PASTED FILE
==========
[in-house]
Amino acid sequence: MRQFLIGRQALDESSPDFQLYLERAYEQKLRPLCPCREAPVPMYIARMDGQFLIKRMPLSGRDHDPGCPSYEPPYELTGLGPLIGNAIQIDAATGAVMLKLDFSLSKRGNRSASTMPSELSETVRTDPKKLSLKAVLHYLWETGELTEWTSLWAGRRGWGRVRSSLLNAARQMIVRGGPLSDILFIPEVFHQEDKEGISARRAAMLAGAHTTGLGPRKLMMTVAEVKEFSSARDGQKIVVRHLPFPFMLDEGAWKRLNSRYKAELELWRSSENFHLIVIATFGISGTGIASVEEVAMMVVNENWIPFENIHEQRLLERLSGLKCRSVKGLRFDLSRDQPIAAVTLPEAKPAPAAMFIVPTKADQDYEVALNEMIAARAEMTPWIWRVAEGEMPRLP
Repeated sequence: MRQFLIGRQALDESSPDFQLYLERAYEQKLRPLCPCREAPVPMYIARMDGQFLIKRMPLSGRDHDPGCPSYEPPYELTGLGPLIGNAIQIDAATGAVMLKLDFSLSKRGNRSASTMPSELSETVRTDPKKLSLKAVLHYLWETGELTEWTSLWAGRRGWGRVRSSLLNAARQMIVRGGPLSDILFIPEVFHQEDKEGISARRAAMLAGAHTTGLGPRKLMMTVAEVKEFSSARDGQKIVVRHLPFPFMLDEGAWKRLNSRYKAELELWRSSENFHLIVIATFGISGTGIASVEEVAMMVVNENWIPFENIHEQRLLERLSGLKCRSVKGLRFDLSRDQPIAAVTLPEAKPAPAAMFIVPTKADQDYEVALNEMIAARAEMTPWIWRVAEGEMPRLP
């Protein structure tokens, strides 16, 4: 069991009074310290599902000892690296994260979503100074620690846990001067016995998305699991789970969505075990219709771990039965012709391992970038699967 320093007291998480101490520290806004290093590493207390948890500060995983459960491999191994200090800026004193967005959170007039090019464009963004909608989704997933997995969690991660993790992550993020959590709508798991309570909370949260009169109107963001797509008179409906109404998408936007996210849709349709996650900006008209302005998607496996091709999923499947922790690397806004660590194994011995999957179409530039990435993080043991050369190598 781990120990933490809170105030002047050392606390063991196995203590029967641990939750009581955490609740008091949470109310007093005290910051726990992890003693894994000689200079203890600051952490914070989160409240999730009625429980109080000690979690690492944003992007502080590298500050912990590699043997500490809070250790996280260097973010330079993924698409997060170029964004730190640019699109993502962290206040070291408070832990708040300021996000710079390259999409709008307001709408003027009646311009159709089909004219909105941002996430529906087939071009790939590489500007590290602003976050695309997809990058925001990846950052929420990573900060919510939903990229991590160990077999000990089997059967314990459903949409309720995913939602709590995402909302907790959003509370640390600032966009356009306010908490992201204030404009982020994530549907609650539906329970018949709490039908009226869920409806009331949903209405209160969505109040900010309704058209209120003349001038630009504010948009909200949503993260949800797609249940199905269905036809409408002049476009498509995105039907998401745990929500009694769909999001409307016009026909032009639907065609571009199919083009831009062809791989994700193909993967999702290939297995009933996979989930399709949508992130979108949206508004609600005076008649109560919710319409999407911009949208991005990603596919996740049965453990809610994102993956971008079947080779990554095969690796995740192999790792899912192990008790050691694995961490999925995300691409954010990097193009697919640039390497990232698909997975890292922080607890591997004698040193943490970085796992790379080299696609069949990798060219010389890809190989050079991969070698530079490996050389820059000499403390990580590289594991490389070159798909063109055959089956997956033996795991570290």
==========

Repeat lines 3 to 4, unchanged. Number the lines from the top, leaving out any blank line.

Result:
Repeated sequence: MRQFLIGRQALDESSPDFQLYLERAYEQKLRPLCPCREAPVPMYIARMDGQFLIKRMPLSGRDHDPGCPSYEPPYELTGLGPLIGNAIQIDAATGAVMLKLDFSLSKRGNRSASTMPSELSETVRTDPKKLSLKAVLHYLWETGELTEWTSLWAGRRGWGRVRSSLLNAARQMIVRGGPLSDILFIPEVFHQEDKEGISARRAAMLAGAHTTGLGPRKLMMTVAEVKEFSSARDGQKIVVRHLPFPFMLDEGAWKRLNSRYKAELELWRSSENFHLIVIATFGISGTGIASVEEVAMMVVNENWIPFENIHEQRLLERLSGLKCRSVKGLRFDLSRDQPIAAVTLPEAKPAPAAMFIVPTKADQDYEVALNEMIAARAEMTPWIWRVAEGEMPRLP
């Protein structure tokens, strides 16, 4: 069991009074310290599902000892690296994260979503100074620690846990001067016995998305699991789970969505075990219709771990039965012709391992970038699967 320093007291998480101490520290806004290093590493207390948890500060995983459960491999191994200090800026004193967005959170007039090019464009963004909608989704997933997995969690991660993790992550993020959590709508798991309570909370949260009169109107963001797509008179409906109404998408936007996210849709349709996650900006008209302005998607496996091709999923499947922790690397806004660590194994011995999957179409530039990435993080043991050369190598 781990120990933490809170105030002047050392606390063991196995203590029967641990939750009581955490609740008091949470109310007093005290910051726990992890003693894994000689200079203890600051952490914070989160409240999730009625429980109080000690979690690492944003992007502080590298500050912990590699043997500490809070250790996280260097973010330079993924698409997060170029964004730190640019699109993502962290206040070291408070832990708040300021996000710079390259999409709008307001709408003027009646311009159709089909004219909105941002996430529906087939071009790939590489500007590290602003976050695309997809990058925001990846950052929420990573900060919510939903990229991590160990077999000990089997059967314990459903949409309720995913939602709590995402909302907790959003509370640390600032966009356009306010908490992201204030404009982020994530549907609650539906329970018949709490039908009226869920409806009331949903209405209160969505109040900010309704058209209120003349001038630009504010948009909200949503993260949800797609249940199905269905036809409408002049476009498509995105039907998401745990929500009694769909999001409307016009026909032009639907065609571009199919083009831009062809791989994700193909993967999702290939297995009933996979989930399709949508992130979108949206508004609600005076008649109560919710319409999407911009949208991005990603596919996740049965453990809610994102993956971008079947080779990554095969690796995740192999790792899912192990008790050691694995961490999925995300691409954010990097193009697919640039390497990232698909997975890292922080607890591997004698040193943490970085796992790379080299696609069949990798060219010389890809190989050079991969070698530079490996050389820059000499403390990580590289594991490389070159798909063109055959089956997956033996795991570290």